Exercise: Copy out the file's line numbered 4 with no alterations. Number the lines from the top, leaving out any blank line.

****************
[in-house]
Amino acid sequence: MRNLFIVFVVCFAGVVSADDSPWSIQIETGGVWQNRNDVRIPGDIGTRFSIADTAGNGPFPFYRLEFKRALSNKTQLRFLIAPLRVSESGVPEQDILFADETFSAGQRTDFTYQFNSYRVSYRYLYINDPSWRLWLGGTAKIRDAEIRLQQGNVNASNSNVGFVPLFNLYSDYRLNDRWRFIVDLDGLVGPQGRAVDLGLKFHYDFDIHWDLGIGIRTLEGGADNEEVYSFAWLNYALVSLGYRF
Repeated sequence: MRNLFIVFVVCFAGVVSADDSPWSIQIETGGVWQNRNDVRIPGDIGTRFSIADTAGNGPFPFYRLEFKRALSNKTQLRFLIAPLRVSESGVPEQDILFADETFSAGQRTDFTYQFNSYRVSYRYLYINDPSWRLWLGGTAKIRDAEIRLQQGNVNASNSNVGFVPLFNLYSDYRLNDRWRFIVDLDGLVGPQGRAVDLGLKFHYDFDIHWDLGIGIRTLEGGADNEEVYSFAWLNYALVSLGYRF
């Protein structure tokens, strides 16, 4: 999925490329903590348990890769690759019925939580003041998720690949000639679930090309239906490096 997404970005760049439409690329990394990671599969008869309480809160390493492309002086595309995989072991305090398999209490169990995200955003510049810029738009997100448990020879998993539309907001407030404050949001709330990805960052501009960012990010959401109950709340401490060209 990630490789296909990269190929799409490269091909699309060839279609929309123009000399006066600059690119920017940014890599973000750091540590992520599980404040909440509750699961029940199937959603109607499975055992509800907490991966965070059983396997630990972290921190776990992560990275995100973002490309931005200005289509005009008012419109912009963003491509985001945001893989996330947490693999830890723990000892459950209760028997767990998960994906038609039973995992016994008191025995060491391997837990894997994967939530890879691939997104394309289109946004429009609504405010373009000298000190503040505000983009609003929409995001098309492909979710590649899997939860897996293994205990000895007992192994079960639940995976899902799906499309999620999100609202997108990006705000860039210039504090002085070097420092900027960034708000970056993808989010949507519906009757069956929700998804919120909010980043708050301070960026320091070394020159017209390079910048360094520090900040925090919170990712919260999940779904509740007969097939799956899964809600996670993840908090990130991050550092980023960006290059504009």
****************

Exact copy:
């Protein structure tokens, strides 16, 4: 999925490329903590348990890769690759019925939580003041998720690949000639679930090309239906490096 997404970005760049439409690329990394990671599969008869309480809160390493492309002086595309995989072991305090398999209490169990995200955003510049810029738009997100448990020879998993539309907001407030404050949001709330990805960052501009960012990010959401109950709340401490060209 990630490789296909990269190929799409490269091909699309060839279609929309123009000399006066600059690119920017940014890599973000750091540590992520599980404040909440509750699961029940199937959603109607499975055992509800907490991966965070059983396997630990972290921190776990992560990275995100973002490309931005200005289509005009008012419109912009963003491509985001945001893989996330947490693999830890723990000892459950209760028997767990998960994906038609039973995992016994008191025995060491391997837990894997994967939530890879691939997104394309289109946004429009609504405010373009000298000190503040505000983009609003929409995001098309492909979710590649899997939860897996293994205990000895007992192994079960639940995976899902799906499309999620999100609202997108990006705000860039210039504090002085070097420092900027960034708000970056993808989010949507519906009757069956929700998804919120909010980043708050301070960026320091070394020159017209390079910048360094520090900040925090919170990712919260999940779904509740007969097939799956899964809600996670993840908090990130991050550092980023960006290059504009």